The Premier League is at the mid point of the season (roughly) and while the title chase is over, the top 4 and the relegation teams are far from set. We are seeing teams change managers and installing any of the boring fraternity of managers seen as fit to keep the clubs up. Some of them are horrible for fantasy, though some, like Big Sam, provide tangible, consistent value, if unexciting. Watford sit 10th in the table but only 5 points clear of the drop. The second half of the season could provide just about anything. Let’s take a look at some of the teams that have recently changed managers.
We are dealing with rumours only at this stage, but Martin O’Neill is an intriguing prospect. His reign as Republic of Ireland’s manager seems destined to end after failing to reach the World Cup. He is known as a fairly hands off manager, at least at the international level, which could be a blessing for players like Shaqiri to have free reign in attack. The Club of Barcelona Failures certainly have the players to be a bit more exciting in attack, though their defence was the real problem the first half of the season. We do not expect them to end up in a sustained relegation battle based on ability, but at this point ability is all they’ve got.
Pivoting away from the safety of Pulis is like cutting a parachute from a low hanging drone. They weren’t particularly high in the first place but there is certainly room to fall. West Brom seem lost now without an identity and with the proven failure Pardew at the helm. From a fantasy perspective they have been delivering an abundance of wayward crosses and we’ve seen a number of players flash some potential if they were to take hold of a role (Brunt, Phillips, Jay Rodriguez, Krychowiak, Nyom, Field, for example).
Palace appear to have righted the ship under Hodgson and do not appear at risk of relegation. Among the back half of the table they may have the most sheer talent which should allow them to bubble up to safety so long as they can maintain a modicum of defence. A fit Zaha would do wonders and may even sneak onto our radar for daily fantasy from time to time. Some clarity with Townsend and Cabaye would also prove useful. A popular punt lately is Milivojevic who takes pens, though he did miss his last. He made up for that with an open play goal, however. If his price heads north it becomes an even larger gamble.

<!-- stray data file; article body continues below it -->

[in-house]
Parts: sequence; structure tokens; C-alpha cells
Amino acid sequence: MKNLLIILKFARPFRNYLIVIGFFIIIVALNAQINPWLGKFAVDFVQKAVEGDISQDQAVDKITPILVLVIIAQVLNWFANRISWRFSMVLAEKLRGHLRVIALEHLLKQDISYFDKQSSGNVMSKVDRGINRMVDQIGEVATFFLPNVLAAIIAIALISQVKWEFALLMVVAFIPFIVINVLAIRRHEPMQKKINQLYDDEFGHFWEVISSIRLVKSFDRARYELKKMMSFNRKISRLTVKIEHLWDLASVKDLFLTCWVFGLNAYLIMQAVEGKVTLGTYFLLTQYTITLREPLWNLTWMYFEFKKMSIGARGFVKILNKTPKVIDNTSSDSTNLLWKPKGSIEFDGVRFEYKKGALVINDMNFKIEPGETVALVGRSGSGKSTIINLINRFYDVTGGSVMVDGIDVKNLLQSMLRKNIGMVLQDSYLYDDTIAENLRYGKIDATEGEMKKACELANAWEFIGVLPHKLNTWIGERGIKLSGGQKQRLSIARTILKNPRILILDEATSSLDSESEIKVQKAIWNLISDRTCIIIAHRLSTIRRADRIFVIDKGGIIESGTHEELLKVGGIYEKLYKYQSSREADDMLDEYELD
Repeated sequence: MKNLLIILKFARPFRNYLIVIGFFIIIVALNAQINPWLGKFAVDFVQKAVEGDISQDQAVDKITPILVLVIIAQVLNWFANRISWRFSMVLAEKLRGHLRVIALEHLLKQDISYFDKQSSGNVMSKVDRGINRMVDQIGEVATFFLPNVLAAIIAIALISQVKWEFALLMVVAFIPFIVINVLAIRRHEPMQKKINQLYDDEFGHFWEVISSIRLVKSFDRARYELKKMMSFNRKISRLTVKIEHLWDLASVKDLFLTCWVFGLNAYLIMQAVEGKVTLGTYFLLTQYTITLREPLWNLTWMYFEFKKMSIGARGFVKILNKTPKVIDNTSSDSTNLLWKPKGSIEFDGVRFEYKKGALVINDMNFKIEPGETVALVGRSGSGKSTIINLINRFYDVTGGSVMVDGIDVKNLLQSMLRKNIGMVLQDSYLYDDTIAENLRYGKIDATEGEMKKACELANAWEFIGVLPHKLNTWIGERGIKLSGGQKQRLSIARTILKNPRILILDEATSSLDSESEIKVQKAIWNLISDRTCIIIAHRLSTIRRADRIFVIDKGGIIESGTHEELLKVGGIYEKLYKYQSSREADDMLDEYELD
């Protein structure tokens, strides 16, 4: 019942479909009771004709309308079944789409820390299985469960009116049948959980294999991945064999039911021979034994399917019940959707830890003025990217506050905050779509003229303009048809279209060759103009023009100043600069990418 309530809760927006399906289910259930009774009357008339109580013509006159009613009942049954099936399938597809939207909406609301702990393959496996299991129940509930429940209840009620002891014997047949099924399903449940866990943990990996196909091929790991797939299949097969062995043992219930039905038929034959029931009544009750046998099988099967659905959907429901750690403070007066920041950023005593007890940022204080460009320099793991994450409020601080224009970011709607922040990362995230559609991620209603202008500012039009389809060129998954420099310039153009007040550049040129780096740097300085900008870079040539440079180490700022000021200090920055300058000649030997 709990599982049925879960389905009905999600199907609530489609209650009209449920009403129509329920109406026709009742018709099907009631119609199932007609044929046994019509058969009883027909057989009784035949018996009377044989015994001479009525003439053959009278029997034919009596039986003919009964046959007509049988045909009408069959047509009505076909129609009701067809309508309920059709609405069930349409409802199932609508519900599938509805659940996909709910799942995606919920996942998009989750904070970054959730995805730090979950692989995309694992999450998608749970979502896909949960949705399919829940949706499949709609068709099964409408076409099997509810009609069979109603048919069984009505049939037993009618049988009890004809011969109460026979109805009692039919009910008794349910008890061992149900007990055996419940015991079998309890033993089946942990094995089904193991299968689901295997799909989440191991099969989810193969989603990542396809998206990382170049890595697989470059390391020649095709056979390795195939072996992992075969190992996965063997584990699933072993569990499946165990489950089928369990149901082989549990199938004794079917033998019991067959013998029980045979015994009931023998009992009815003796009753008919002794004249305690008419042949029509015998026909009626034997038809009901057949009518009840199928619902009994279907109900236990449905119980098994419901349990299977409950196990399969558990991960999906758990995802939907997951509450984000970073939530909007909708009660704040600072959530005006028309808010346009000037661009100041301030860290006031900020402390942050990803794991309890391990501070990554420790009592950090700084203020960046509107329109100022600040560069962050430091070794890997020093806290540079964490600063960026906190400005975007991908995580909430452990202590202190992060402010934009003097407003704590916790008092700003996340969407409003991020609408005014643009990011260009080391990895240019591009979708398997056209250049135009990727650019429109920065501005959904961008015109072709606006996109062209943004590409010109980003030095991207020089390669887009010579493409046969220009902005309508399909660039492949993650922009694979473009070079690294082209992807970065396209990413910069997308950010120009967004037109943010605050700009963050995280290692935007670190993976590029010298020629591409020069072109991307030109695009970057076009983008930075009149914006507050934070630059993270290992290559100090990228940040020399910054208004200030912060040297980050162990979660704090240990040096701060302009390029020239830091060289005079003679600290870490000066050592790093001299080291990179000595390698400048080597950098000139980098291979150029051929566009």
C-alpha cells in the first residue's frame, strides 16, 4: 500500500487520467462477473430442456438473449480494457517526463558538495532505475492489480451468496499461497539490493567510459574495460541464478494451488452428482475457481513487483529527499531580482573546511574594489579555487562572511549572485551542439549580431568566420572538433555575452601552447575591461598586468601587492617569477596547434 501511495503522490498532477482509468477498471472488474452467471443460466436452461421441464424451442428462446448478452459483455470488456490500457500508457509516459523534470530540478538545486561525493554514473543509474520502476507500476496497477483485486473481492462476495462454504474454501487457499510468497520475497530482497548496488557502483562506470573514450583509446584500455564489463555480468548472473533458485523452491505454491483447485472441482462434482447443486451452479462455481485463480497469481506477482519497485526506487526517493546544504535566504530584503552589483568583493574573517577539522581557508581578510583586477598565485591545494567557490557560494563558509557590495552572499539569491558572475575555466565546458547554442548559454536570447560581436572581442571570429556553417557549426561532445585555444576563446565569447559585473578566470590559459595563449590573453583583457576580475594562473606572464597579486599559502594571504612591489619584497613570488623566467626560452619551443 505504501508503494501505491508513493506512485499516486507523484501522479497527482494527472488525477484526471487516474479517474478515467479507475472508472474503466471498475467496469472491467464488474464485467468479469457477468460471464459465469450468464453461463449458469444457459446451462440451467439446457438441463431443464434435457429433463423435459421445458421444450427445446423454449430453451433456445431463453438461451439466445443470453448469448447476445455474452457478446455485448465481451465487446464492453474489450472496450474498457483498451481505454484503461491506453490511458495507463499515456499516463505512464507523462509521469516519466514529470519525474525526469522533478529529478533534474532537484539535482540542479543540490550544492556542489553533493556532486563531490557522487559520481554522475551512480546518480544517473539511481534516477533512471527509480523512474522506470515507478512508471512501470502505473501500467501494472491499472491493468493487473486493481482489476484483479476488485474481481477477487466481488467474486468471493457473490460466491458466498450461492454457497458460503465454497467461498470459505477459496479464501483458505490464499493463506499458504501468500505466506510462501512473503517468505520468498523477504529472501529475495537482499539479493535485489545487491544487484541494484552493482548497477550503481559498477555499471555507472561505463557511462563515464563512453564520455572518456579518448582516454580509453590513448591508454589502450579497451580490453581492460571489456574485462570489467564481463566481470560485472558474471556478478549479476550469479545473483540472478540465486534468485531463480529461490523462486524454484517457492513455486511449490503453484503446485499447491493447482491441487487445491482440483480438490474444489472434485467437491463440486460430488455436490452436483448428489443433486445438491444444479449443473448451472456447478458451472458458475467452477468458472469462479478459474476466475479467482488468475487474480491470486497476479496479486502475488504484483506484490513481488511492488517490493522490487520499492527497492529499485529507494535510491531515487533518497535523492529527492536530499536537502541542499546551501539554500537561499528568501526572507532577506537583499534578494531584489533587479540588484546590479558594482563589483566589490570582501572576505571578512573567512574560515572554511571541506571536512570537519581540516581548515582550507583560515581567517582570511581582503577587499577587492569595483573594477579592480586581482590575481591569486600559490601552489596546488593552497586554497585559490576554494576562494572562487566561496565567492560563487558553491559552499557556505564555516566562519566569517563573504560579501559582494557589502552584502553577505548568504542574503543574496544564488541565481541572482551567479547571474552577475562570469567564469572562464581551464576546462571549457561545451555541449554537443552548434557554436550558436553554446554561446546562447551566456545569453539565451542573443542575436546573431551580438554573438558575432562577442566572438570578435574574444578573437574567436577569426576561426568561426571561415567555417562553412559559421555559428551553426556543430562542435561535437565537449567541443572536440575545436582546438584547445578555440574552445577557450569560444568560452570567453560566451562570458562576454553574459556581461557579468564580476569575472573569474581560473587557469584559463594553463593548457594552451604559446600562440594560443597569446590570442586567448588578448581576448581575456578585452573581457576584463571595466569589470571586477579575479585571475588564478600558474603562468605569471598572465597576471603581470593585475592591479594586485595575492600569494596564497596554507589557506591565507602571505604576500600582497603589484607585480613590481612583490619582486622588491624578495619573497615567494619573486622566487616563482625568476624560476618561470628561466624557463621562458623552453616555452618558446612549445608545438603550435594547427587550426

They were never really much of a doubt to stay up, but the disappointment after a significant outlay of money was enough to chase Koeman. The team was not gelling under him and changing to the unimaginative Big Sam was likely necessary. They won’t challenge for a direct Europa spot but could see themselves sneaking in to the qualifying rounds if the cups break the right way and give them a chance. Gylfi is the hub of their attack but has been a far cry from his Swansea days (or even Iceland). The return of Bolasie could be a nice floor attacker due to his crossing, but his usefulness tends to run it’s course fairly quickly. Seamus Coleman will be one to keep an eye on, as well as Baines when they each return from injury.
The Hammers under Moyes have shown more attacking prowess, with Marko Arnautovic flashing real fantasy potential in particular. Cresswell and Masuaku have been playable defenders and Lanzini is still the most technically gifted player in the side. They shouldn’t have too much trouble scoring but it’s their defence that will decide whether they end up in a prolonged relegation battle. For matches with the lower half of the table we’ll want to load up on Hammers and hope they can continue to outscore their foes.
Things came and went fairly quickly for Paul Clement, though the Swans haven’t had much time for any managers since the moderate stability of Garry Monk. There’s not a lot to like in the Swansea side and barring some fortunate transfer acquisitions they are pretty well doomed. Renato Sanches is expected to take on more of the attacking burden under Carvahal and could be a solid fantasy pick during the second half were he able to stay healthy. There’s also the very real consideration that his run for Portugal at the Euro was a bit of a blip.